Via di San Luca

Arriving from the airport at the start of January, the day being lightly clouded, we could see a hill south of the city capped with a russet basilica, the Madonna di San Luca. Friday just past, being a day off, I decided I needed something non-museum and outdoors, and all maps led to the Portico di San Luca. It seemed to be about 12km walk from the apartment, foiled by a bus from outside the door which took me to Arco del Meloncello, which is where I thought the Portico began.

Up the hill, ascending 215 metres in around 2km, split between steps and incline. The arches began unexpectedly from number three-hundred-and-something, which committed me to diligently following them back to number one on the way back. It was grey, misty turning to drizzle, turning to rain. Visibility swiftly shrunk to a couple of score metres, and arriving at the last turn, the church hove into view as a hulking apparition, a derelict and holed ship run aground.

On my way up, my companions were few of the penitent kind, and rather more of the technical attire clad who tend to congregate in all places in or near cities where the geography can serve as a test of self, here divided between walkers and runners. Some chose to drive most of the way, and a small few perhaps were there for the original intent.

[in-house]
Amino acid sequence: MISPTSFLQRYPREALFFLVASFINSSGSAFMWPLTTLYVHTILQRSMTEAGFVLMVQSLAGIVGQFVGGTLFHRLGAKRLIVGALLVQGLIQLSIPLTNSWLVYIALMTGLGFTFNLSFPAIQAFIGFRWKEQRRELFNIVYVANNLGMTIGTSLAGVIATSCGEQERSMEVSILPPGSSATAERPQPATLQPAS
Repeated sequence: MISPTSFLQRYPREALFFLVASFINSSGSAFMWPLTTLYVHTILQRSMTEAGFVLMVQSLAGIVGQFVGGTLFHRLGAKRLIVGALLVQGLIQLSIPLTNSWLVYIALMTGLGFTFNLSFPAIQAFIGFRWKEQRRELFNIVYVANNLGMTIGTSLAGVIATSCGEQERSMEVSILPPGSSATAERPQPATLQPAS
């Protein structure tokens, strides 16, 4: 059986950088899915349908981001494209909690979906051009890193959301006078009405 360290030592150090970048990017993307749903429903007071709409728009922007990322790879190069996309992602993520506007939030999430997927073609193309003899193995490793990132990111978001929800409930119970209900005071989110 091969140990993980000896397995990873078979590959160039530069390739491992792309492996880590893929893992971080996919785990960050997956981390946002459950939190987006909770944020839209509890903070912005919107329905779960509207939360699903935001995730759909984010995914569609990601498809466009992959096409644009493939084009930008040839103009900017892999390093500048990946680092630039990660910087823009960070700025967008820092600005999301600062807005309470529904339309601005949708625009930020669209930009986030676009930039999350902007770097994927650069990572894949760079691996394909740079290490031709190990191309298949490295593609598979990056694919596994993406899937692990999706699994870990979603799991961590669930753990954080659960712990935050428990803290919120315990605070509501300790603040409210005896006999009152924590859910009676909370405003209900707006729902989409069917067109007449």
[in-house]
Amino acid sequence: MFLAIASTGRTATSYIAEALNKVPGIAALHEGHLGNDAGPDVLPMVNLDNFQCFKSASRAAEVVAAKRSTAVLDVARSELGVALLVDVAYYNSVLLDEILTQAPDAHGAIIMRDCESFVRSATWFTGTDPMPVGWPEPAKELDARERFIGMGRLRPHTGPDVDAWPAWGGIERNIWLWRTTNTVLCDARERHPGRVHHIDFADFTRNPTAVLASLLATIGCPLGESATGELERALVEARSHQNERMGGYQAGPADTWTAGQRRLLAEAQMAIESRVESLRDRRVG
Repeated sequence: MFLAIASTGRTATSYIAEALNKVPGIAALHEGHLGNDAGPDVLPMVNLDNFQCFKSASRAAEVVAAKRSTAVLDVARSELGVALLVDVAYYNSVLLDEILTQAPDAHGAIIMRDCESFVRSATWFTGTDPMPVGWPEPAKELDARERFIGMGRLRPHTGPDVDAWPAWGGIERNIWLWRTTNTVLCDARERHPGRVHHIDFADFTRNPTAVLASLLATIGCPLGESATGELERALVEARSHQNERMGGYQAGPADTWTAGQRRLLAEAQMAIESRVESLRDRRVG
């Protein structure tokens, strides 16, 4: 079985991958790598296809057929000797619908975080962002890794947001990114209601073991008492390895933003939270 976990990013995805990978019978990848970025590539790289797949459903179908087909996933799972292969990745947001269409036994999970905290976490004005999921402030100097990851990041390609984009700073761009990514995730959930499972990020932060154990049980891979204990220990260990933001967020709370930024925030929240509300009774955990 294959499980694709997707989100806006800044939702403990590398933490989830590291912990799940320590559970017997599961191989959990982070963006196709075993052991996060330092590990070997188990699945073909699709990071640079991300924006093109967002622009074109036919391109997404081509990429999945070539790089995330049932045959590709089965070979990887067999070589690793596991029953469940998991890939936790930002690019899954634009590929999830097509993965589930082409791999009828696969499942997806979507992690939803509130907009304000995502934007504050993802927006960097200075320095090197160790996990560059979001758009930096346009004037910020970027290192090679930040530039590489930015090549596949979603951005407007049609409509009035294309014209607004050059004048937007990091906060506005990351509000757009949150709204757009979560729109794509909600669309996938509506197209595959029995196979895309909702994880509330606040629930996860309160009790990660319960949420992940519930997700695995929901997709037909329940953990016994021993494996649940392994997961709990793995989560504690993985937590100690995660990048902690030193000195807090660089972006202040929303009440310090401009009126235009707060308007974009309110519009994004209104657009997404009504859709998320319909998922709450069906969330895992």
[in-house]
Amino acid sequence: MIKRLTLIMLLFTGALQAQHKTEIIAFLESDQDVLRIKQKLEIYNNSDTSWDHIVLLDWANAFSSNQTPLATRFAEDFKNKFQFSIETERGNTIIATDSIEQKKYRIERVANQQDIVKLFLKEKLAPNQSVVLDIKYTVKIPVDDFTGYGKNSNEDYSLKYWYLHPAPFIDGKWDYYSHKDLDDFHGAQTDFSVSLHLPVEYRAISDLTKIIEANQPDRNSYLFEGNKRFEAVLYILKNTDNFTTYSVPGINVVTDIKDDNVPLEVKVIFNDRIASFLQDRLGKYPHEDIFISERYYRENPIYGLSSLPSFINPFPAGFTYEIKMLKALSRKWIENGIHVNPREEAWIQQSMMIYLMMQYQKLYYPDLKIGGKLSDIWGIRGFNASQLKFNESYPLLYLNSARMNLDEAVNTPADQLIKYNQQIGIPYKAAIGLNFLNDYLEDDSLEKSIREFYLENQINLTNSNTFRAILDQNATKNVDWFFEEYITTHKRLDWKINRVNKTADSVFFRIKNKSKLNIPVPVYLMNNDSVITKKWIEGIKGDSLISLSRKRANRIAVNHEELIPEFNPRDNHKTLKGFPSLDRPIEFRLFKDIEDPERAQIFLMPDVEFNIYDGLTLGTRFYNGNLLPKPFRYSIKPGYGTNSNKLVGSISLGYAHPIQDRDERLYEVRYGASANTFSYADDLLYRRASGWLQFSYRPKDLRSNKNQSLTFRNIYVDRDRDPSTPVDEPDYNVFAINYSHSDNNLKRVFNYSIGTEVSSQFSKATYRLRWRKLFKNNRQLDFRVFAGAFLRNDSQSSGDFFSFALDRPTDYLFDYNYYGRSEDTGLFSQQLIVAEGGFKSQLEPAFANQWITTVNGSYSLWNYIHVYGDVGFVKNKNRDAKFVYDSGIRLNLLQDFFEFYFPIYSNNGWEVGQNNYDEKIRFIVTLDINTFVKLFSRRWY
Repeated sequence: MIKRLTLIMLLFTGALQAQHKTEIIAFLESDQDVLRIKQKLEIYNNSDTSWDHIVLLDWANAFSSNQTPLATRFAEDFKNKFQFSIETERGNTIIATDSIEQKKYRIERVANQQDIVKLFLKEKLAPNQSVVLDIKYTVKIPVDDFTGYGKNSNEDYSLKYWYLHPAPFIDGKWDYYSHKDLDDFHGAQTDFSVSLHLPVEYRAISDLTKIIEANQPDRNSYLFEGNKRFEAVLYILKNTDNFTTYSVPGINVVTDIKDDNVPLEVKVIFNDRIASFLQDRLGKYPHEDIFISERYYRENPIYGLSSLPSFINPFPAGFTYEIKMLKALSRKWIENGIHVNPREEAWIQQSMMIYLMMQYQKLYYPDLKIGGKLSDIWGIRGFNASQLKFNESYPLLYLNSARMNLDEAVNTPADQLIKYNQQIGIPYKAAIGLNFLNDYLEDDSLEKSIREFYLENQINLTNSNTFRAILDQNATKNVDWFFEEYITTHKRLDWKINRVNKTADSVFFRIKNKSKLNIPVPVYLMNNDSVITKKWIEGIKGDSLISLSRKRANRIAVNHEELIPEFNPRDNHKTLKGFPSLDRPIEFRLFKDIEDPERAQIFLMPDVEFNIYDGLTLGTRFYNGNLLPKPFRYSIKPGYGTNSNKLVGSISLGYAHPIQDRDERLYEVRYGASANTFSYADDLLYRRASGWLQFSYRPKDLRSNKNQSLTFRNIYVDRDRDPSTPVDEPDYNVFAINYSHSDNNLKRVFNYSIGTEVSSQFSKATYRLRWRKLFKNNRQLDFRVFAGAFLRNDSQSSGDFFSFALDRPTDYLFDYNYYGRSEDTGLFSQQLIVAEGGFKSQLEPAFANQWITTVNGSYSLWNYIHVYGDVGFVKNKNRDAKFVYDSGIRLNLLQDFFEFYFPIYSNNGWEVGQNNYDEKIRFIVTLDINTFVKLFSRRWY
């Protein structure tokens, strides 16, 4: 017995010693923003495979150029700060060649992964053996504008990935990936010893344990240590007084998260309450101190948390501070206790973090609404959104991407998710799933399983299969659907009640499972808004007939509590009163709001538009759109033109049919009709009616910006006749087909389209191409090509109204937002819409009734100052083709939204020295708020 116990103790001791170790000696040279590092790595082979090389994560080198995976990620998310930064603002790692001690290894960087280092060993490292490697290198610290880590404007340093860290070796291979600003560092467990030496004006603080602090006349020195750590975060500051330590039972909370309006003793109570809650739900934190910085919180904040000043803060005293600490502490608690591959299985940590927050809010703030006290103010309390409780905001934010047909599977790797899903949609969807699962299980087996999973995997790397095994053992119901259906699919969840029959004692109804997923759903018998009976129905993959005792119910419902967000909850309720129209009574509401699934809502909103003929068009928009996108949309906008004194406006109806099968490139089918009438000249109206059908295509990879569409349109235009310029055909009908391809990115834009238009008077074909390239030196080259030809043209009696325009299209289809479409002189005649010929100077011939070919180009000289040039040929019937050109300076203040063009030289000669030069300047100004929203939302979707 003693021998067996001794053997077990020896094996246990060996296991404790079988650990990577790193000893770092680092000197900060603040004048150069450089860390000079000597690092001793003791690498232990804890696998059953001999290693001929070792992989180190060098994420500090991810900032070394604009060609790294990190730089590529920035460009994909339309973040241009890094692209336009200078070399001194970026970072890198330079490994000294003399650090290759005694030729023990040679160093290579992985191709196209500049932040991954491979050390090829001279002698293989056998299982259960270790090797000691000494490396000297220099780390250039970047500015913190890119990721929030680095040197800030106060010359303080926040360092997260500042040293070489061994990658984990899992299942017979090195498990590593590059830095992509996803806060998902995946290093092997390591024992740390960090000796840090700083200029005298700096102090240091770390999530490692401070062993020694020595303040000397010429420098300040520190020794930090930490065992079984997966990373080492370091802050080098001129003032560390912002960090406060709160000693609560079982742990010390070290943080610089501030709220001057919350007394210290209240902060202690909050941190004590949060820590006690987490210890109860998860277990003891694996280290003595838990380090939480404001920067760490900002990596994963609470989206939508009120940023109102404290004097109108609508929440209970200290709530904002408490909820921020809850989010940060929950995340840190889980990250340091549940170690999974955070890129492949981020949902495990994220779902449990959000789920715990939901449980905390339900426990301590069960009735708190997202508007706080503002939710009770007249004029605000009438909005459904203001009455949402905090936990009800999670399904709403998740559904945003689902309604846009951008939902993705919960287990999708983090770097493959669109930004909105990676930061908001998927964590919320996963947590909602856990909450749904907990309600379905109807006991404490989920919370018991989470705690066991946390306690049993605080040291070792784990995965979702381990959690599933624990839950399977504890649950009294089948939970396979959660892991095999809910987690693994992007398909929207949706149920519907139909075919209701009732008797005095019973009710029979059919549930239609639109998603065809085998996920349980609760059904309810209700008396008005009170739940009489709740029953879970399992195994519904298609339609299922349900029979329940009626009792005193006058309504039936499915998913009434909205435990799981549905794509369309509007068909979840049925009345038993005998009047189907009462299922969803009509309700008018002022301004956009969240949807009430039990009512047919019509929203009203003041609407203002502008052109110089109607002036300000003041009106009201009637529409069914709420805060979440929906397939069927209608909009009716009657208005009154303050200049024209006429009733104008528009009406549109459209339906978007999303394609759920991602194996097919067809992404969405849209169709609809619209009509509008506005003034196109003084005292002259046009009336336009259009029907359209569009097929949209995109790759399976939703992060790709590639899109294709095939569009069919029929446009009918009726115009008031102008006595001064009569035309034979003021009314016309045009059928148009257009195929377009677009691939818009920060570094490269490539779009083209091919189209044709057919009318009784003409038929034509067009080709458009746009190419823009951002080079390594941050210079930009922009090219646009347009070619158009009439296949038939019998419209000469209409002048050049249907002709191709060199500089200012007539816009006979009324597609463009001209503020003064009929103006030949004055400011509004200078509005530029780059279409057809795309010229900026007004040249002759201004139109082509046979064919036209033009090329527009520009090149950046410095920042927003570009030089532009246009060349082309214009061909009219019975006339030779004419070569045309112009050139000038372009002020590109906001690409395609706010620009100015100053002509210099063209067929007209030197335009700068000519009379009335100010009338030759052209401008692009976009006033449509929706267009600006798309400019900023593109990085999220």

As for me, I was there for that last arch, 666.

Foiled by ambiguous numbering, which stopped at 658, the remaining arches depending on how counted giving a final total between 664 and 669, I decided the last before the end of the steps was probably the intended, the one with the small door. I also paused on the way down to photograph arch 616, the other number of the beast.

Back at Meloncello I followed the portico all the way back to Porta Saragozza, the south-east city wall gate. Another hour of wandering, finding a market near the theatre and generally ambling along still further porticos, and I was home.